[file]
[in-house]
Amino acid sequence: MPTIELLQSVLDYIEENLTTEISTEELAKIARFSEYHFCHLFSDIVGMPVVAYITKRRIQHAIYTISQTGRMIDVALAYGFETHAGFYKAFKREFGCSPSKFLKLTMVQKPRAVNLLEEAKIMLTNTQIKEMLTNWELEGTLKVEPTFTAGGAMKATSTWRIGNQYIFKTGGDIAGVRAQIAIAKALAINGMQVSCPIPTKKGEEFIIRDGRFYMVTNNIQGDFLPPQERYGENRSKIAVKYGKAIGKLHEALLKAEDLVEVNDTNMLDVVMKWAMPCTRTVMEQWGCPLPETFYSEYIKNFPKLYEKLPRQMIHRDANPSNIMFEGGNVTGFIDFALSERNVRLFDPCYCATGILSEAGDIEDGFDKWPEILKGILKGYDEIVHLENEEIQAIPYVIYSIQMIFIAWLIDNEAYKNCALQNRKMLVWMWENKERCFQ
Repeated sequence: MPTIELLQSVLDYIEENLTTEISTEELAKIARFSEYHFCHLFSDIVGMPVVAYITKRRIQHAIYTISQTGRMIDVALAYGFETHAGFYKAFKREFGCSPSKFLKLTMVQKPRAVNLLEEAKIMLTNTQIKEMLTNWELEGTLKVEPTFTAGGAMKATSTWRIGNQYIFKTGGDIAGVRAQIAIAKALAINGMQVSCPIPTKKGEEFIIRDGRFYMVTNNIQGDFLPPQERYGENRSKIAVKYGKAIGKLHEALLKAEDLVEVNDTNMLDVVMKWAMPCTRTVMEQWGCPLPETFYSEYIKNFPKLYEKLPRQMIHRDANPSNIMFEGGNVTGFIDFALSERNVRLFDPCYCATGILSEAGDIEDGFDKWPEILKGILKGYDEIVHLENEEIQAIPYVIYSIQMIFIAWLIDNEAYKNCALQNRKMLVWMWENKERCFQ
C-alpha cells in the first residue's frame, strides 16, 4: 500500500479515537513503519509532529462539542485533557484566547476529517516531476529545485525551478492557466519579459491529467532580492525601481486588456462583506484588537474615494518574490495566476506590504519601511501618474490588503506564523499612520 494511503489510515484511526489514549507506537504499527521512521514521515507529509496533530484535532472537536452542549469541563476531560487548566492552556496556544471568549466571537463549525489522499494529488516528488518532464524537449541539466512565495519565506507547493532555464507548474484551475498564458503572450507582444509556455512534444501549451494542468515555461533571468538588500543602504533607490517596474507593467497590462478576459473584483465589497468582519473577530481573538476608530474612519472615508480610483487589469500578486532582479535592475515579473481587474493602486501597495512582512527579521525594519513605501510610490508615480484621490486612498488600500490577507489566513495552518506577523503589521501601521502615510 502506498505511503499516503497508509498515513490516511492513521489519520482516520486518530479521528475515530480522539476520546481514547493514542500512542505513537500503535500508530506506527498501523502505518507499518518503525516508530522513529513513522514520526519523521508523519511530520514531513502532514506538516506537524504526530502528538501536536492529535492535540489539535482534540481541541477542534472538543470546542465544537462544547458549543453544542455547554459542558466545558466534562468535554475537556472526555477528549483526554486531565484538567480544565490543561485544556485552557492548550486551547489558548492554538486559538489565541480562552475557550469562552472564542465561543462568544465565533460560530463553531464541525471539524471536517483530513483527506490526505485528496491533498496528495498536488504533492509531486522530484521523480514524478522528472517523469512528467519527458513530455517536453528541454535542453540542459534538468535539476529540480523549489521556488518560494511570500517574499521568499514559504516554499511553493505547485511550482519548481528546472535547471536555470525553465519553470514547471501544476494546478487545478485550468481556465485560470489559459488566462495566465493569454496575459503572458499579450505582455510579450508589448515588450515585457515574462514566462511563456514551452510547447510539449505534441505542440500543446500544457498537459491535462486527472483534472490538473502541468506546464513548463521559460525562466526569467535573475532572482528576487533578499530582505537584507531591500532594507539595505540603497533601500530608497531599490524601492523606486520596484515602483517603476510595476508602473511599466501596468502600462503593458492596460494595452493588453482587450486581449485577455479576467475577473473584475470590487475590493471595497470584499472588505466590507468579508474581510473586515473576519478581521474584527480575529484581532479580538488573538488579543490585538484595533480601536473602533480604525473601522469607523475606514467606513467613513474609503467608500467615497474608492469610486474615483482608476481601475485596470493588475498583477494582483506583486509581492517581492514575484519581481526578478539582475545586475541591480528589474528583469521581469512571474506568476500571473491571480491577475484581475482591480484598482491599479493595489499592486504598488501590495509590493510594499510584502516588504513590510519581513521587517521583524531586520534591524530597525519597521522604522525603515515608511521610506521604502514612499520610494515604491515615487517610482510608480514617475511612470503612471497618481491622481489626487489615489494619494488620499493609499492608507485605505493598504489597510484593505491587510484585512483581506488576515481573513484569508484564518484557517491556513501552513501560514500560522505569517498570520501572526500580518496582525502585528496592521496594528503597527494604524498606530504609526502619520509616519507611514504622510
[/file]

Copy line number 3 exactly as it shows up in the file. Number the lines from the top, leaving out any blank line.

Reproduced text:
Repeated sequence: MPTIELLQSVLDYIEENLTTEISTEELAKIARFSEYHFCHLFSDIVGMPVVAYITKRRIQHAIYTISQTGRMIDVALAYGFETHAGFYKAFKREFGCSPSKFLKLTMVQKPRAVNLLEEAKIMLTNTQIKEMLTNWELEGTLKVEPTFTAGGAMKATSTWRIGNQYIFKTGGDIAGVRAQIAIAKALAINGMQVSCPIPTKKGEEFIIRDGRFYMVTNNIQGDFLPPQERYGENRSKIAVKYGKAIGKLHEALLKAEDLVEVNDTNMLDVVMKWAMPCTRTVMEQWGCPLPETFYSEYIKNFPKLYEKLPRQMIHRDANPSNIMFEGGNVTGFIDFALSERNVRLFDPCYCATGILSEAGDIEDGFDKWPEILKGILKGYDEIVHLENEEIQAIPYVIYSIQMIFIAWLIDNEAYKNCALQNRKMLVWMWENKERCFQ